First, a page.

In this third part, it is now 7 days after delivery (6 days after planting) and it is time, I think, for an update.
Other than the initial watering, I haven't watered the plants. Every few days I have been sticking a finger in the soil of each container to check it is moist.
As can be seen from this first image, the water level in the top planter has, thanks to the rain, risen a fair amount above the minimum line.
Since the water level indicator shows how much water is in the reservoir below the soil (as opposed to how much water is in the soil) the fact it has risen shows that the water has passed through the soil and drained out into the top tier's reservoir.
Although the amount of rain has been surplus to the plants' current needs, the soil isn't water-logged—there is sufficient drainage.
I do, however, still need to keep checking the soil moisture of the lower tiers because they obviously don't receive as much rainwater. The reservoirs are separate, and the only way the top tier will fill the reservoir in the lower tiers is if the water level reaches the maximum and it overflows through the connection tube to the reservoir in the middle tier (the bottom tier overflows to the ground).
A day after planting the plants showed some signs of growth, but at 6 days after planting they are clearly putting out new growth.
With bare root strawberries bought in the autumn, they need to put on some growth so they can photosynthesise and put energy into creating a strong root system.
If they don't put on enough root growth by the time the temperatures really drop they might not survive the winter.
Luckily it hasn't gotten cold yet and according to my Gnome weather panel the lowest temperature it is expected to be in the next 10 days is 6.1° Celsius (not too cold for the plants).
While not a complete surprise, two of the plants have put out some flowers—3 in total.
While I should really cut them off in the 1st year of growth (i.e. 2015) I saw a bumblebee when I was planting them last week so decided to let them flower rather than let that nectar go to waste.
Overall, I am happy with the decisions I made in the planters, compost, and plants.
Of the 36 I bought (37 received) I thought some of the ones in the top planter were so small (one of them had only two leaves and tiny roots) I didn't think many of them would survive.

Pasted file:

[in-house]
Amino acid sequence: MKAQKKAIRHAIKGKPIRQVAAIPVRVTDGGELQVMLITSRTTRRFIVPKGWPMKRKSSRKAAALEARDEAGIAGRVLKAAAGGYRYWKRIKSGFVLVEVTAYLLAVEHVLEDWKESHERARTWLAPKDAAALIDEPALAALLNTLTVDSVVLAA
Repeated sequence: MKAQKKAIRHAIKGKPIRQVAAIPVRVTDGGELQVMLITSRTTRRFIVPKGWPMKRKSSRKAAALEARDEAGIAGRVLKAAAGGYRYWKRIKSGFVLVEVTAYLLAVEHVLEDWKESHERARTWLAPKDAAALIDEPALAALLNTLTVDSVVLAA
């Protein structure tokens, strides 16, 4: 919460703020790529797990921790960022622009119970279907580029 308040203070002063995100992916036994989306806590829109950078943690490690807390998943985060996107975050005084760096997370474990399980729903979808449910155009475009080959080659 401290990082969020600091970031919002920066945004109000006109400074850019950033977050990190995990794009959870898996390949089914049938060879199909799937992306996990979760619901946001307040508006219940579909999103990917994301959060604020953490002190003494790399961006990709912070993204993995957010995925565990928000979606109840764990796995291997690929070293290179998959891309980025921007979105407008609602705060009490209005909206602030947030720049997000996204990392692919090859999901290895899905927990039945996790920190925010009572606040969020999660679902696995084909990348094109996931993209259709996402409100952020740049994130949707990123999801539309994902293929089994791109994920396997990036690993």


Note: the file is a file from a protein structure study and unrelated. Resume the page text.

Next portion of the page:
In fact, a few days ago all of the plants had put on new growth or were showing signs of growth except 6 of the plants in the top planter. Now, however, 36 of the plants are showing signs of growth and the only one that isn't is the second plant that has a flower bud developing, in the top planter.
There isn't that much maintenance that needs doing for the plants at the moment.
- Check the soil is moist every 3 days.
- Check for, and remove, any leaves that have fallen into the containers from nearby trees.
- Rotate the container a quarter turn every 4–6 days.
That is it. After planting in autumn strawberries don't need that much attention until the following year.
Runners and flowers could be removed this year (2015) if any are produced, and that may result in stronger growth next year. I won't be doing that, however.
A final thought on old leaves. You'll notice that I haven't removed any leaves from the plants since I received them, including the leaves with damaged stems in the top planter. The reason for this is quite simple: more stress will probably be bad for them.
You're supposed to remove old leaves after fruiting has finished for the cultivars in the middle and bottom planter, and only remove last season's (2014's) leaves from the cultivar in the top planter—ever-bearers need their leaves to get enough energy from the sun to produce new leaves before winter.
While damaged leaves are a way for infection and disease to enter the plant, I'm going to give them at least a few weeks to settle in before I start removing dead leaves. Gravity should take care of them sooner or later anyway.
Container-grown strawberries are more susceptible to cold weather than those grown in the ground, but in South-East England (geographically) the winters aren't usually that harsh. 0° Celsius outside temperatures is when I'll probably start doing some more research on the matter, but at a glance they are cold-hardy and can easily survive at −4° Celsius.